6 Ways Quality Can Strengthen Supply Chain Profitability

To thrive in today’s competitive global business environment, manufacturers must have a top-to-bottom quality-oriented approach that infuses innovative thinking into every part of the supply chain in order to deliver world-class performance through products, processes and people.

Some promising news, according to a recently published report by Forbes Insights and ASQ, is that senior executives and quality professionals see a direct connection between the success of their continuous improvement initiatives and the success of their organizations as a whole.

The Forbes Insights/ASQ research surveyed 1,869 executives and quality professionals from around the world and focused on the links between quality efforts and corporate performance, as well as the evolving business value of quality and its relationship to the supply chain. Thirty-six percent of enterprises surveyed said that they regard themselves as an established quality organization, while 39% reported that they are still developing their quality programs and 25% said they are struggling to implement quality in their companies.

For those organizations that do have established quality programs, more than half say their initiatives already encompass a range of key corporate functions, including operations and supply chain management.

This focus on quality for the supply chain is especially crucial when one recognizes that supply chain management is often motivated to achieve the least cost when identifying and qualifying new suppliers. Supply chain leaders are often rewarded for these cost-savings. But then extra costs are incurred once the final product is manufactured and delivered and it is discovered that reworks are required due to the focus on price and not quality.

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NFL Draft Lessons for Supply Chain Managers

Just like with successful football game play, having a well-developed modal selection strategy helps organizations defend against capacity concerns and score points for their bottom line by lowering transportation costs.

Every year, the NFL draft provides coaches an opportunity to re-evaluate their teams and supplement their current roster with new players to fill skill or position gaps and prepare their franchise for the future.

In a similar way, supply chain managers have the opportunity, on an ongoing basis, to review their transportation portfolio to ensure they have the right modes and processes in play to not only address the demands and the environment of today, but to face the challenges of tomorrow.

Read on to learn three important lessons supply chain leaders can learn from this year’s NFL Draft and how it applies to calling winning plays for their organization’s transportation network.

The Challenge for Supply Chain Managers

Much like NFL coaches, supply chain managers find themselves having to balance short and long term demands. Managing the demand between these two competing forces is fueled by:

  1. Ongoing disruptions: Whether on the football field or in the supply chain, disruptions can and will occur. It can be easy when everything goes according to plan, but when volatility and the unexpected cause disruption (and they always do) supply chain managers have to have a backup plan.
  2. Short-term cost-savings still primary focus: Organizations are still pressing supply chain managers to deliver more value and additional cost savings. According to a survey completed by Georgia College and the University of Tennessee, 36.7% of shippers listed reducing costs as their first priority in 2015, up from 32.2% in 2016.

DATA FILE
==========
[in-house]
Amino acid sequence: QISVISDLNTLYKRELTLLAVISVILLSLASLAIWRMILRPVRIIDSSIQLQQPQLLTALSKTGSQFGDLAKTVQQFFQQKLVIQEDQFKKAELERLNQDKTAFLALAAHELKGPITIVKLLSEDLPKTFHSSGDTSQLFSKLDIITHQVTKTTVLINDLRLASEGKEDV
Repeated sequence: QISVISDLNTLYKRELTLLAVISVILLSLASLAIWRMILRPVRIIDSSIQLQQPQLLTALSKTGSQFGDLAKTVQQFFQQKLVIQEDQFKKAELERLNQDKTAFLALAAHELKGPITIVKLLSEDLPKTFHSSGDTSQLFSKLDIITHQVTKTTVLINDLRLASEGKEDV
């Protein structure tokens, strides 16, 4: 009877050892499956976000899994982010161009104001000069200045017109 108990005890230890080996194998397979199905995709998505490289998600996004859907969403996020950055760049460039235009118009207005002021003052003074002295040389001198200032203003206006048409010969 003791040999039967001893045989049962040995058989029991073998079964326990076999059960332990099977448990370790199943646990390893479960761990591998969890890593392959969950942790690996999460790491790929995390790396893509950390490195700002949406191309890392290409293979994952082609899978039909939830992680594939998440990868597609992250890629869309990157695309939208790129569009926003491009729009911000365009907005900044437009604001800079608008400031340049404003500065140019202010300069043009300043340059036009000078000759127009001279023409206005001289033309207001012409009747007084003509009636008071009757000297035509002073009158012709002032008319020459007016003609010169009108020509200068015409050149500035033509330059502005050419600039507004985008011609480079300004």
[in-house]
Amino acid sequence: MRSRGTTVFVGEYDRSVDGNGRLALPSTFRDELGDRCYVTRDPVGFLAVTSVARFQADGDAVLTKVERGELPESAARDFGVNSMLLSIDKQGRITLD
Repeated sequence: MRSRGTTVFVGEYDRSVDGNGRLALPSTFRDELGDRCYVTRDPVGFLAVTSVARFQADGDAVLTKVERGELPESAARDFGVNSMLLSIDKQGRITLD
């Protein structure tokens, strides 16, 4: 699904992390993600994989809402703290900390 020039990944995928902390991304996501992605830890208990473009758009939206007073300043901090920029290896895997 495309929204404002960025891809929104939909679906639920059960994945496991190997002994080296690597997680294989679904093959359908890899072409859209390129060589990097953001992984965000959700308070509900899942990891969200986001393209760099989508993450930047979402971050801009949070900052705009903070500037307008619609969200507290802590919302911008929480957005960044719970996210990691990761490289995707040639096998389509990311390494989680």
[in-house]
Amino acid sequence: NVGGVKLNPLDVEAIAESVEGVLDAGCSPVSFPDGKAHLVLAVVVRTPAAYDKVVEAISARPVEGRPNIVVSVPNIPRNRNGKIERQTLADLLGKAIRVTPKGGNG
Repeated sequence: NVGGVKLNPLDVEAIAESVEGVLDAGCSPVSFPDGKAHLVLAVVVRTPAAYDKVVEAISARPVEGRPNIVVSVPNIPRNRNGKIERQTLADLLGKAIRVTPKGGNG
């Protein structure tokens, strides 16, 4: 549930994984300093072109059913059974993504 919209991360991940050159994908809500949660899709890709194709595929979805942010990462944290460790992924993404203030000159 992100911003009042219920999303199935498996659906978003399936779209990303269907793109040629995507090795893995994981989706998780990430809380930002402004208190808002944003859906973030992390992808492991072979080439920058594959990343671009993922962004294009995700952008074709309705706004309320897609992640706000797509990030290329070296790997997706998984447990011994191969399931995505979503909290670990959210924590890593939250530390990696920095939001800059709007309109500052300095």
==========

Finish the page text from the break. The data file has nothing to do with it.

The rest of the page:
Read more at NFL Draft Lessons for Supply Chain Managers

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3 ways companies can identify climate risks in supply chains

3 ways companies can identify climate risks in supply chains

Despite the enormous value at stake, climate risks in supply chains can be hard to see because they are so large. The key to getting it right, according to Acclimatise CEO John Firth, who spoke at the BSR Spring Forum last week, is for managers to address supply chain climate risks in terms of existing stressors — such as procurement costs, on-time delivery, water availability and secure energy and infrastructure.
At the Forum, speakers and participants identified three lenses that can help company managers connect climate change to existing supply chain concerns.

Vulnerable regions

The economic costs of climate-related disasters are rising, in large part because business is consolidating in vulnerable regions in the name of market growth and efficiency. It is projected that by 2070, seven of the 10 largest economic hubs will be in the developing world, and assets exposed to floods will rise from 5 percent to 9 percent of global GDP.

Categories at risk

Sustainability professionals also can address climate risk through global supply or procurement categories that are dependent on stable climatic conditions, such as crops, capital-intensive infrastructure and water-intensive operations.

Sustainability destabilizers

Finally, climate change undermines companies’ ability to address material sustainability issues. Many companies are working to improve economic development in the communities in which they operate, yet climate impacts, especially disasters, can depress job markets for years. Or, while it is typical for companies to commit to reducing greenhouse gas emissions, the lower water runoff associated with droughts can reduce the capacity of hydropower, the most mature source of renewable power

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